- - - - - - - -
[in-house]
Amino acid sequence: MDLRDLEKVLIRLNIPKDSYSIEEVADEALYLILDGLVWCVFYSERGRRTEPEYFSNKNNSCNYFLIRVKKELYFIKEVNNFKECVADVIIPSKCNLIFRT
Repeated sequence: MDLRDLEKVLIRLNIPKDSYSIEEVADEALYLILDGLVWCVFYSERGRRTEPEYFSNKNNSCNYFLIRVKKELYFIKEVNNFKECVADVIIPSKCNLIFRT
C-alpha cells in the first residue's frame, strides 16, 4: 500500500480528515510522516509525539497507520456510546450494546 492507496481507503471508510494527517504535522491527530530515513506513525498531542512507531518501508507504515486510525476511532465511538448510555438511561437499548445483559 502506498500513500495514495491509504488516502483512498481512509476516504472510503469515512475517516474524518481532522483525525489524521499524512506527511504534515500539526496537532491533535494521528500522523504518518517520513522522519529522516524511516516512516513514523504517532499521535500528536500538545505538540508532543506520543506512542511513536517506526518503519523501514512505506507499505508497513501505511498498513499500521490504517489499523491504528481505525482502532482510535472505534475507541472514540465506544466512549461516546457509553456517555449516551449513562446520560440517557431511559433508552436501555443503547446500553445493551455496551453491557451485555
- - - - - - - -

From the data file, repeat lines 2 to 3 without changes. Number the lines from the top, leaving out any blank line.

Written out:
Amino acid sequence: MDLRDLEKVLIRLNIPKDSYSIEEVADEALYLILDGLVWCVFYSERGRRTEPEYFSNKNNSCNYFLIRVKKELYFIKEVNNFKECVADVIIPSKCNLIFRT
Repeated sequence: MDLRDLEKVLIRLNIPKDSYSIEEVADEALYLILDGLVWCVFYSERGRRTEPEYFSNKNNSCNYFLIRVKKELYFIKEVNNFKECVADVIIPSKCNLIFRT